In other words, each individual's efforts to achieve financial independence in their retirement period have become more important. Encouraging elderly people to work longer is one important factor, but so is improving financial literacy. Starting lifetime planning while still young and reserving assets for retirement will help.
The need for improved financial literacy is gradually taking hold in Japan. In the council's survey, we ask about the "purpose of holding financial assets." The reply chosen most often had long been "preparation for illness and unexpected emergency." But in 2013, this changed for the first time in its 60-year history to "funds for life during my retirement period." This is symbolic for Japan, which has a well-developed public pension system.
The financial behavior of Japanese people has changed accordingly. Households' financial assets1 have increased by around 20 percent over the last decade; that is, the period before and after the global financial crisis. Notably, the amount held by people aged 60 years and older has reached 25 million yen per household. This is almost the same level as the "target amount of funds you regard as necessary" in the survey. Financial assets are being accumulated to ensure a stable living standard over an individual's retirement period.
However, there are worrisome signs that financial literacy associated with lifetime planning has been undermined.
As I mentioned earlier, households' financial assets have been growing. However, at the same time, the number of households that do not have such assets has been increasing recently. This trend has been observed in a wide range of income groups, including the high-income group. The backgrounds to this are varied, and problems related to financial literacy represent one of the factors. One example is a weaker awareness of the importance of lifetime planning.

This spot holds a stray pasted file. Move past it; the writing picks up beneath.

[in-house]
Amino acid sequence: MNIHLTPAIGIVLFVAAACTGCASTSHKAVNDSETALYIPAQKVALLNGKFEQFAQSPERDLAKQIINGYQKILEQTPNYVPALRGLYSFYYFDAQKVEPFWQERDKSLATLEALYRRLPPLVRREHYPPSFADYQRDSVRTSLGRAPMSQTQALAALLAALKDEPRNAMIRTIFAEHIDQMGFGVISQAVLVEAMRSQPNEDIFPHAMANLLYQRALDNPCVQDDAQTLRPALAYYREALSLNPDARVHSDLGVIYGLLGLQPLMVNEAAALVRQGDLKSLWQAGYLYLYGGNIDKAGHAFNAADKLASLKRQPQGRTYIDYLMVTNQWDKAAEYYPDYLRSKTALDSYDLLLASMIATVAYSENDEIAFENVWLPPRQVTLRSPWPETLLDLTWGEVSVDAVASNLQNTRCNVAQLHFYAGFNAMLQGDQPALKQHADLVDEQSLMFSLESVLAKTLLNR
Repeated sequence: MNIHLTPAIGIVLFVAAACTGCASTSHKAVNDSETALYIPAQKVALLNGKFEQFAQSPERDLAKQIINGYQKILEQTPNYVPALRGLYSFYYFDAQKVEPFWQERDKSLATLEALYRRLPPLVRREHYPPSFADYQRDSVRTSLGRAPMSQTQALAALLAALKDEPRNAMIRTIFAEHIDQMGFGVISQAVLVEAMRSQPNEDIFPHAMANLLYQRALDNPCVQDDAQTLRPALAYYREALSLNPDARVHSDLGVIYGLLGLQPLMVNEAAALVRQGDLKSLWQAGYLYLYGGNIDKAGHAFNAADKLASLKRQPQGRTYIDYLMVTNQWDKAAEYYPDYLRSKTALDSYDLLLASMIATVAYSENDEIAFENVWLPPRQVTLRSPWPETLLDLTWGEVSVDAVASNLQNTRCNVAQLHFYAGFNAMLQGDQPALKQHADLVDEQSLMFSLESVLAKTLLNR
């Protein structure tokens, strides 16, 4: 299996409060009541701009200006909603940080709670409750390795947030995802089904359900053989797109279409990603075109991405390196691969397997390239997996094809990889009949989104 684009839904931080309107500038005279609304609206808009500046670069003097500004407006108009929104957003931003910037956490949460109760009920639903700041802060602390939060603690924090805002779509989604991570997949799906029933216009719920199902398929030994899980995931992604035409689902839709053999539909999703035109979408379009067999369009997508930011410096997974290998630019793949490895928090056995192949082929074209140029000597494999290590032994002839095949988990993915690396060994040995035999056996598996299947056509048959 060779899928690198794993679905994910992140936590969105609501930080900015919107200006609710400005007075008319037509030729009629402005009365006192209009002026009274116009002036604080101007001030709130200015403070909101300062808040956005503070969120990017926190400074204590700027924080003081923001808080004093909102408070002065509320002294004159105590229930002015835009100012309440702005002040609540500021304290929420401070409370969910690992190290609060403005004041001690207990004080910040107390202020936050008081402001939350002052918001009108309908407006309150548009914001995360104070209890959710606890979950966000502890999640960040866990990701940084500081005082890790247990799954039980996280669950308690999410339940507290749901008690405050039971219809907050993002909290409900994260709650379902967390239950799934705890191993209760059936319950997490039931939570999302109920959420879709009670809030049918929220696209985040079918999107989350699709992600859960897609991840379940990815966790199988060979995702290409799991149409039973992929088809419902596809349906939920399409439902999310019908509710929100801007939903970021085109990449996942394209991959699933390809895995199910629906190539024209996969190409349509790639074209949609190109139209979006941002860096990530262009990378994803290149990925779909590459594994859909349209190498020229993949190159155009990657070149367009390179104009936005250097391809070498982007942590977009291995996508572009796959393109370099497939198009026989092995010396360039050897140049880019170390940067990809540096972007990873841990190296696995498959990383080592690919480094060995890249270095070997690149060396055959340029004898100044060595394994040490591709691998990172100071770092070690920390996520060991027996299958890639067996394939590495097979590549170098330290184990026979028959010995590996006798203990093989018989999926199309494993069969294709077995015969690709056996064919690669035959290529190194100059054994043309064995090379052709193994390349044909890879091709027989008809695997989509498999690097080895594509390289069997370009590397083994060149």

There are various concerns regarding children as well. In this affluent society that is undergoing demographic changes and rapid progress in technology, children could lose their sense of the value of money. For example, we have the so-called "six pocket problem." This refers to a phenomenon in which a child is indulged with money given by the parents and grandparents of both the father and mother. Another is the "invisible money problem"; that is, a situation in which a child does not feel that they actually paid a price for something, given the increasing use of electronic money. In both cases, children have fewer opportunities to realize, through the first-hand experience of using physical money, that there are limits to the money we can spend.